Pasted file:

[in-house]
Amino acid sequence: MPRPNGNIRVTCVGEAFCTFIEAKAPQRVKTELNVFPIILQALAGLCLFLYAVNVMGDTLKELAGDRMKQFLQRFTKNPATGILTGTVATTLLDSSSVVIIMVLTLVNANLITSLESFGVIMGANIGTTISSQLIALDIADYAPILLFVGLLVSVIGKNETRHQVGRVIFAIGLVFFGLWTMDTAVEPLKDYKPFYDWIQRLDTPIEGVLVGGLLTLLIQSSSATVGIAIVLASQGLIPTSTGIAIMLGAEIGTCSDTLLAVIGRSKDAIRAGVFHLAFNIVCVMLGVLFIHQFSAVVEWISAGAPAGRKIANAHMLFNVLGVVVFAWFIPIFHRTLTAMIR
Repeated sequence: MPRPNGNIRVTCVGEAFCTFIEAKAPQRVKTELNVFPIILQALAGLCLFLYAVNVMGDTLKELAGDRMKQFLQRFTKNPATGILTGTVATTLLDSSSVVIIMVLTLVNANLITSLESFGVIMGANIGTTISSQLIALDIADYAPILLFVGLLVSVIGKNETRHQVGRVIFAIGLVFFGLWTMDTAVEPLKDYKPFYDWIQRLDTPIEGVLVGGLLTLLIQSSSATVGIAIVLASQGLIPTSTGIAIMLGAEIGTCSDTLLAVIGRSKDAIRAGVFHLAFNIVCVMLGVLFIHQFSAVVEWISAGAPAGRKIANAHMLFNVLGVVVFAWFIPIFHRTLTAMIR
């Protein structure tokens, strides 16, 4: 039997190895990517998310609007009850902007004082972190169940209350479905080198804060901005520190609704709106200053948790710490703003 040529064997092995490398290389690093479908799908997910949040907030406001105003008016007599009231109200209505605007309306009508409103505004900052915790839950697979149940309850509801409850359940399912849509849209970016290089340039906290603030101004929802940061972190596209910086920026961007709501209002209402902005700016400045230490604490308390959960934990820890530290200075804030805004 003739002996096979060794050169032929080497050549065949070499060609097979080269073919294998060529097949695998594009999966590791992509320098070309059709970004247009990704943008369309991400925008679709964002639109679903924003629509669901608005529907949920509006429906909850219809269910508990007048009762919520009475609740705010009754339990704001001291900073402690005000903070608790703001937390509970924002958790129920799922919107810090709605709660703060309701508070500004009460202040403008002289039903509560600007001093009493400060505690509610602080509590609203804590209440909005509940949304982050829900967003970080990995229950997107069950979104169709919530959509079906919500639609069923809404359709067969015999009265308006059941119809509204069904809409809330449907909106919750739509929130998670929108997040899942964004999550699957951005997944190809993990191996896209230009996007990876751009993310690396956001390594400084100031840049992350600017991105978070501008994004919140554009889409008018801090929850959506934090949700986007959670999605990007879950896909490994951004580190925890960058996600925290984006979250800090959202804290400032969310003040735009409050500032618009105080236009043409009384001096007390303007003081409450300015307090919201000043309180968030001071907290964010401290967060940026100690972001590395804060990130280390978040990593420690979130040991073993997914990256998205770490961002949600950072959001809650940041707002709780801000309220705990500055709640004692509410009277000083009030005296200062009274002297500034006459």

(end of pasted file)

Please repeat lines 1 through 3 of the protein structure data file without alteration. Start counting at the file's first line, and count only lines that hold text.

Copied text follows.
[in-house]
Amino acid sequence: MPRPNGNIRVTCVGEAFCTFIEAKAPQRVKTELNVFPIILQALAGLCLFLYAVNVMGDTLKELAGDRMKQFLQRFTKNPATGILTGTVATTLLDSSSVVIIMVLTLVNANLITSLESFGVIMGANIGTTISSQLIALDIADYAPILLFVGLLVSVIGKNETRHQVGRVIFAIGLVFFGLWTMDTAVEPLKDYKPFYDWIQRLDTPIEGVLVGGLLTLLIQSSSATVGIAIVLASQGLIPTSTGIAIMLGAEIGTCSDTLLAVIGRSKDAIRAGVFHLAFNIVCVMLGVLFIHQFSAVVEWISAGAPAGRKIANAHMLFNVLGVVVFAWFIPIFHRTLTAMIR
Repeated sequence: MPRPNGNIRVTCVGEAFCTFIEAKAPQRVKTELNVFPIILQALAGLCLFLYAVNVMGDTLKELAGDRMKQFLQRFTKNPATGILTGTVATTLLDSSSVVIIMVLTLVNANLITSLESFGVIMGANIGTTISSQLIALDIADYAPILLFVGLLVSVIGKNETRHQVGRVIFAIGLVFFGLWTMDTAVEPLKDYKPFYDWIQRLDTPIEGVLVGGLLTLLIQSSSATVGIAIVLASQGLIPTSTGIAIMLGAEIGTCSDTLLAVIGRSKDAIRAGVFHLAFNIVCVMLGVLFIHQFSAVVEWISAGAPAGRKIANAHMLFNVLGVVVFAWFIPIFHRTLTAMIR